Meanwhile, Back in Wisconsin: Madison’s Snuggle House Goes Out of Business Amid Fear…and Loathing
One thing for sure, this is not the Seventies, and this is not the New Age or California. More and more, I am convinced that this surely is the uptight, and not alright Midwest. Madison may pride itself for being several square miles of liberalism and common sense, but compared to the Bay Area then up to now, it’s got a hell of a long way to go to rid itself of certain assumptions of what sexuality truly is.
How do I know the New Age and the Bay Area? Because I was there.
There were businesses that offered training in or provided therapeutic massages, and offered hot tubbing and saunas. Those that were created under false pretenses in certain cities were quickly smoked out and sent packing or were brought to court by the authorities. Those that were unsanitary or were found to have given customers hot water-passed germs or infections were also cited, and if they did not come up to standards, were denied licenses—and also sent packing.
Why do I cite massage? Because, like snuggling, it’s personal. It involves a loved one or a stranger (in this case) touching you. Snuggling and massage are two different things. However, both go under the rubric of touch therapy. It’s something that is good for you, not exploitative. Both can be non-sexual or sexual, but there was nothing sexual in what I experienced.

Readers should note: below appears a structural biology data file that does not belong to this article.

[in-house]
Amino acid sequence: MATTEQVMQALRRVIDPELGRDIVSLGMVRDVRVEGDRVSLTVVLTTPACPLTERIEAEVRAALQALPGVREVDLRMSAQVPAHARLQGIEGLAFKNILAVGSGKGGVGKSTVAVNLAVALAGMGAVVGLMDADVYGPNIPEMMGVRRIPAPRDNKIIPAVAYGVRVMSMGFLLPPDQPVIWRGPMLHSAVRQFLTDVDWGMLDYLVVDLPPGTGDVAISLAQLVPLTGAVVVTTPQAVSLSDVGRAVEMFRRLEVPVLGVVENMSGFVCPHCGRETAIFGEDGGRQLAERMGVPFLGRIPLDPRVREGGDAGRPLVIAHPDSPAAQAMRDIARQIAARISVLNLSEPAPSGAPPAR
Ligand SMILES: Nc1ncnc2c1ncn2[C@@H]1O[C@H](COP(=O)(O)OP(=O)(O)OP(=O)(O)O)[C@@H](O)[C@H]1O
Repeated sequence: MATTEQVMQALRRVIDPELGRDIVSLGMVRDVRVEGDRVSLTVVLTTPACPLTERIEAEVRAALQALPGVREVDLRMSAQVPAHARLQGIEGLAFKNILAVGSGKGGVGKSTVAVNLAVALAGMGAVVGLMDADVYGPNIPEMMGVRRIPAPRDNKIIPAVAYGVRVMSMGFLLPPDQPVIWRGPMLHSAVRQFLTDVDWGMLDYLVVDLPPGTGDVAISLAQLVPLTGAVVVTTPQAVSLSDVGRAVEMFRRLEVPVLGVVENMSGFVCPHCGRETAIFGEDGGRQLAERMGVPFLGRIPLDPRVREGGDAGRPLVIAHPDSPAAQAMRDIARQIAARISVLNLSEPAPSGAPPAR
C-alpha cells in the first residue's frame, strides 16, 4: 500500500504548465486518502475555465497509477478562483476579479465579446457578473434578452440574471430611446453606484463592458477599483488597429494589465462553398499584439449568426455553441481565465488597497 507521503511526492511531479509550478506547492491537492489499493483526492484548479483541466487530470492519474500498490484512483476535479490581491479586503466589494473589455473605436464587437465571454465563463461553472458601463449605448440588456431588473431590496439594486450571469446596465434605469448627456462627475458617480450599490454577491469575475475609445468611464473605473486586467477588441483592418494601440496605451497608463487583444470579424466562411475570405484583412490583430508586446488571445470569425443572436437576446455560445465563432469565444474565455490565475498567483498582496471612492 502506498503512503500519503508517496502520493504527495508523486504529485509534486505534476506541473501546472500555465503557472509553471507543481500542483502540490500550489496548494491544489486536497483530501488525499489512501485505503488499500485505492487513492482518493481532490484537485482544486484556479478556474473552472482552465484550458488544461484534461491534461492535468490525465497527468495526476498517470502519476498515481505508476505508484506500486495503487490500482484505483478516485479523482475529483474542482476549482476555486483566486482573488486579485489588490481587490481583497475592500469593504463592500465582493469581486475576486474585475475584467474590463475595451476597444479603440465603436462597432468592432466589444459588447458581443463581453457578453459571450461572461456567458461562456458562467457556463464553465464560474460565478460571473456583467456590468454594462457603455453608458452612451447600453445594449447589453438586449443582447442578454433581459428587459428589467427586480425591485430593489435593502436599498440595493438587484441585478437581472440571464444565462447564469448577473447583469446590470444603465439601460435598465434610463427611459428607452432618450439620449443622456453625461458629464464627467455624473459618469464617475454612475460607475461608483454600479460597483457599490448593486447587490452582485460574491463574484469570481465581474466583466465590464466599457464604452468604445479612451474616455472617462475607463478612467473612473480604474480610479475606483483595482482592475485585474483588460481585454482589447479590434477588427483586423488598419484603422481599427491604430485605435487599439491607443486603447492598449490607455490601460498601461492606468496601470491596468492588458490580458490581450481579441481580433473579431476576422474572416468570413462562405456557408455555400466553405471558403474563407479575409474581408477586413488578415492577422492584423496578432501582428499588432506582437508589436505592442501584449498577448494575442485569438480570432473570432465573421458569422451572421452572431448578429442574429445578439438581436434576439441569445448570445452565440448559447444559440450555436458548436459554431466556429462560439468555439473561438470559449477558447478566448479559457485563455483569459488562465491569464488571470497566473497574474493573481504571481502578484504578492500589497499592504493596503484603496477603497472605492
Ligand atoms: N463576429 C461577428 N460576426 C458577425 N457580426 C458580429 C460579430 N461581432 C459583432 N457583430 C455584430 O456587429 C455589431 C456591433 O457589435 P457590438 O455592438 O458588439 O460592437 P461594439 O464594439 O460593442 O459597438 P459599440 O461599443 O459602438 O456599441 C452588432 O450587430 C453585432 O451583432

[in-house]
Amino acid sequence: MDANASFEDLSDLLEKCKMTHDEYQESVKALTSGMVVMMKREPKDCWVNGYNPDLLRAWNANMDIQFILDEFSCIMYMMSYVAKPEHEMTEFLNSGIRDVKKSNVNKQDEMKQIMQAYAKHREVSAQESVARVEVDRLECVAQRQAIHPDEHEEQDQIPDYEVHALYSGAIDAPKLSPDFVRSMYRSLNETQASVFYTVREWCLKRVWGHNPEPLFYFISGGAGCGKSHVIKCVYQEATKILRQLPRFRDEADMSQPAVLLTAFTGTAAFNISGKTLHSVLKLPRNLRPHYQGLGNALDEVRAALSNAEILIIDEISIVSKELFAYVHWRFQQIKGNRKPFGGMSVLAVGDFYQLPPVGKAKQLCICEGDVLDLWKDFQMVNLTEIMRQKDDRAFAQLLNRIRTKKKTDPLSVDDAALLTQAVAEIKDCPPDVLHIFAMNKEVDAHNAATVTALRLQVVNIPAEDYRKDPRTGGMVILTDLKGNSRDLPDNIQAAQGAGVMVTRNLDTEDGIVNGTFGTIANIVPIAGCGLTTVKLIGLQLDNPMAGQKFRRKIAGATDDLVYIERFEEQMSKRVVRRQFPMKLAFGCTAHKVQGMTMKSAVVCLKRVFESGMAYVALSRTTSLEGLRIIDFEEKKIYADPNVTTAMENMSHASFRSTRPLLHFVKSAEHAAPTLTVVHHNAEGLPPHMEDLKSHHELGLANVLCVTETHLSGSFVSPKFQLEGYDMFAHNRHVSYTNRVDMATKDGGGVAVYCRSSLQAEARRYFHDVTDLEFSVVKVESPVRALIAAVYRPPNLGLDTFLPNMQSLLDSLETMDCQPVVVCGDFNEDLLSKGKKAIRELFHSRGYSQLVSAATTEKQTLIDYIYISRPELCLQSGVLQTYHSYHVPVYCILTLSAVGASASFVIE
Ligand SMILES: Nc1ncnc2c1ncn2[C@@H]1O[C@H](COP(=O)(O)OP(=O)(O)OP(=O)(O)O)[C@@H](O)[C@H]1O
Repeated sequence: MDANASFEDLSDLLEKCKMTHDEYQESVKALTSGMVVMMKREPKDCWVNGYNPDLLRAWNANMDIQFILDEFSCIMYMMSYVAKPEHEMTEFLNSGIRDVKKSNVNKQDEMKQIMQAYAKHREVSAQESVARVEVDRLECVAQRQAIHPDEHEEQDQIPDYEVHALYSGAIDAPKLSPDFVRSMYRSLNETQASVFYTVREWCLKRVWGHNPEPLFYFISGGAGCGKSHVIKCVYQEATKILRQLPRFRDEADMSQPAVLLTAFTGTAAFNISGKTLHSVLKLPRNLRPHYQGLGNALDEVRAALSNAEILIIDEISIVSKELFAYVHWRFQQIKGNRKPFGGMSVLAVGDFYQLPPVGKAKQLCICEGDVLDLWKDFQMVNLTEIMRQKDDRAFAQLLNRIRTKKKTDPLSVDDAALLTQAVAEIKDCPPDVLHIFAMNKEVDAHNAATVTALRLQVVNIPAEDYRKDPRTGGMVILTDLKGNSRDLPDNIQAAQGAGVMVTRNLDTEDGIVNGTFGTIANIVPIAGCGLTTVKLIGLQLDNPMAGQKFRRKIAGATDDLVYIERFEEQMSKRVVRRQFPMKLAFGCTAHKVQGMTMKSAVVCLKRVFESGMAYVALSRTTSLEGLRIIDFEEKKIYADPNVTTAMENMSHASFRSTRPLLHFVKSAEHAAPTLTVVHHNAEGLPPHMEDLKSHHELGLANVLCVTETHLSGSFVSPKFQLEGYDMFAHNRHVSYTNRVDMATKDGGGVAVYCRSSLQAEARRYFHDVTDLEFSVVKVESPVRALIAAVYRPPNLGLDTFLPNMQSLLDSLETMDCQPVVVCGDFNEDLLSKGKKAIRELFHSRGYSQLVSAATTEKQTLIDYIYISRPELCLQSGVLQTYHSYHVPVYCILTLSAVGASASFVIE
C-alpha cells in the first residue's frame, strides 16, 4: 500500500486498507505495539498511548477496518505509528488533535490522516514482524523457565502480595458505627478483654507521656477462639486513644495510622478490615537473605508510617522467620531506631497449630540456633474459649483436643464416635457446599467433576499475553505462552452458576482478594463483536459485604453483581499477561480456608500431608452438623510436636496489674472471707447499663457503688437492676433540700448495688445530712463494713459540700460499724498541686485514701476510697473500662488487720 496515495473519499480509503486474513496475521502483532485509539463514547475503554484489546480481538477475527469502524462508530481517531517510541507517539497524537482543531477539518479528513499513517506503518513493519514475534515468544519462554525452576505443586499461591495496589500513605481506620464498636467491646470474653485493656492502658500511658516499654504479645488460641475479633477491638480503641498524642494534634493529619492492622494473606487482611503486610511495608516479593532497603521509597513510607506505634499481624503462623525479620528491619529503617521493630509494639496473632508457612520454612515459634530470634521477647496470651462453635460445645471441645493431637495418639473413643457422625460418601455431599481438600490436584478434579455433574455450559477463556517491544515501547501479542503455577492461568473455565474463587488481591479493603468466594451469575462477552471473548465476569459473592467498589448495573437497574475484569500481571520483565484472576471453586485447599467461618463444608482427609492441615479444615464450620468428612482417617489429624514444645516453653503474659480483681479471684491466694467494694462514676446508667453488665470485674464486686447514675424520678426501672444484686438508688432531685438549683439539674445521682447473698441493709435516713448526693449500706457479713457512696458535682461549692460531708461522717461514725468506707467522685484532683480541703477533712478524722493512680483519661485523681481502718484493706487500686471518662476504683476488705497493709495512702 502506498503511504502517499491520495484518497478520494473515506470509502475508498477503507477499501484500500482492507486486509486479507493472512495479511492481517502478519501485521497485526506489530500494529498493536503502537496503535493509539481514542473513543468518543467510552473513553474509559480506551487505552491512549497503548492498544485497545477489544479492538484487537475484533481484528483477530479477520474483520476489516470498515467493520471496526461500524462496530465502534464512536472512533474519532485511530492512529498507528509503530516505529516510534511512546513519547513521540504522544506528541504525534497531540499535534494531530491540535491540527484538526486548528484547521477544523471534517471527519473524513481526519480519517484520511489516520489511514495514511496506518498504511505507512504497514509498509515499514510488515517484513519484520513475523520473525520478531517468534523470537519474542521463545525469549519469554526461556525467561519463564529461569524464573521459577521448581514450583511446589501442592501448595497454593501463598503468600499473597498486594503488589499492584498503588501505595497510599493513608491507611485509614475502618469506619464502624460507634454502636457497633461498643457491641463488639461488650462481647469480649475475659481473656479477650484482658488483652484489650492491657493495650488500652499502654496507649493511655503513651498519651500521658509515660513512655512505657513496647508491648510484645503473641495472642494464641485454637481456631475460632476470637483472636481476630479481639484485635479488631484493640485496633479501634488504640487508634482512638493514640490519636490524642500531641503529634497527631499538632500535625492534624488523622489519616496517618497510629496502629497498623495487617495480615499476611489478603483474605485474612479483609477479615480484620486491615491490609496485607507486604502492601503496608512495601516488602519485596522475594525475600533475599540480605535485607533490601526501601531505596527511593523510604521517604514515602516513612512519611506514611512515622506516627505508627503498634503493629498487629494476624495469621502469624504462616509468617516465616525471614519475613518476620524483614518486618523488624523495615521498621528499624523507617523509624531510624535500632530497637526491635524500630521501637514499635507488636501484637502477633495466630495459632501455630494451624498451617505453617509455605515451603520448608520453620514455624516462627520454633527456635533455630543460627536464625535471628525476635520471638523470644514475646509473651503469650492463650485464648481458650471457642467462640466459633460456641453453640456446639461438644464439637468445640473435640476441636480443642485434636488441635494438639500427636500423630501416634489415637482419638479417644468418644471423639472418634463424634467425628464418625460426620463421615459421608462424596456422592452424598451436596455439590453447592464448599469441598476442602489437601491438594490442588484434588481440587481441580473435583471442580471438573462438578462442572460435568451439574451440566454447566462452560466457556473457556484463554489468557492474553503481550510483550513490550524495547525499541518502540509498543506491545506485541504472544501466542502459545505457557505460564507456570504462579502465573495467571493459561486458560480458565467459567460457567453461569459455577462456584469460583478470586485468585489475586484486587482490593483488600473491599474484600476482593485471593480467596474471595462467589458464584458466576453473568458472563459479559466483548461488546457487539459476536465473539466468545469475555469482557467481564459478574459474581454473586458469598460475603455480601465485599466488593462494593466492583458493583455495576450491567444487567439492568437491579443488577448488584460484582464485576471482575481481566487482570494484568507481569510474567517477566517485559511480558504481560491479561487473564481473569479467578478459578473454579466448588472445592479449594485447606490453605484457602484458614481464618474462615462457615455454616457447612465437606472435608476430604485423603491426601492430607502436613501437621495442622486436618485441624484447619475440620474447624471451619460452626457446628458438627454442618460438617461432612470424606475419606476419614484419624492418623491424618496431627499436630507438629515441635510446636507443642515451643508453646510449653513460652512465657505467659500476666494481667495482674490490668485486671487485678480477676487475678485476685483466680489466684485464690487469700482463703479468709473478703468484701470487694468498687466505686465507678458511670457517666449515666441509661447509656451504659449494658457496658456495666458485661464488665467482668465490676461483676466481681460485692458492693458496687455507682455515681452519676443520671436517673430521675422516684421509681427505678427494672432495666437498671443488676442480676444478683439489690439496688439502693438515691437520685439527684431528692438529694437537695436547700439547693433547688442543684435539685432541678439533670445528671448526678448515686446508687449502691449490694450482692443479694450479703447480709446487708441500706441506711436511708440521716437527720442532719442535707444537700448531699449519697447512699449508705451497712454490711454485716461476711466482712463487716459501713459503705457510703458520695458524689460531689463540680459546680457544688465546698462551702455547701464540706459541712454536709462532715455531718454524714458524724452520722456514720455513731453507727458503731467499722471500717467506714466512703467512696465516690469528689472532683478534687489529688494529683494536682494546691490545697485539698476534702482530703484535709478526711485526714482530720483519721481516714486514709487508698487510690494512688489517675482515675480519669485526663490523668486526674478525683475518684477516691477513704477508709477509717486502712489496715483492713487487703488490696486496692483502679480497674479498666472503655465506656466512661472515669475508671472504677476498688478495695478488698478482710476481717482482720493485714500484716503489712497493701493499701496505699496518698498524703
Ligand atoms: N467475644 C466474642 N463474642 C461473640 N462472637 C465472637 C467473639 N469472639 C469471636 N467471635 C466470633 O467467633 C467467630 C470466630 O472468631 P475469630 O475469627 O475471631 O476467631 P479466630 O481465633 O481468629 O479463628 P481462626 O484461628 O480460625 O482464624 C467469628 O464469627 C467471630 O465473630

I used to patronize a massage center in the San Francisco Peninsula regularly, while I was getting over the devastating conclusion of a relationship. I made an appointment for a man to give me a massage for 45 minutes, which cost between $50-$60. This went on every two weeks and then every month for about four months. It was a very nice, clean, quiet, nondescript place in a small, ground-floor office building. There was no neon, but there was a discreet sign in the window. Residents in the neighborhood could go past the building without knowing that it was there—unless they paid close attention.
I recall muted light and firm massage tables, and soothing music. There was a place to shower. There were no cameras or panic buzzers. A few times, I was alone with just this white man—who was not gay—and we would make small talk, and then I just relaxed.
Those massages were restorative; I felt that I was worth being touched once more. It made me think that I could face life again. Thereafter, I would usually go and have dinner and a glass of wine afterwards and then go home. I could sleep without interruption. This was a gift that I gave to myself.
Imagine how an extended hug could be for a grieving individual who has lost their wife or husband of several decades.
Everything was thoroughly above board; nothing inappropriate happened; and so, I had nothing to fear. I am sure that if he had tried something stupid, I would have certainly reported him. But it wasn’t that kind of place where crud and rust collected at air vents. Trust was the currency here as well as the fee I paid for this man’s services. Trust is something that’s completely gone out of regular interactions these days.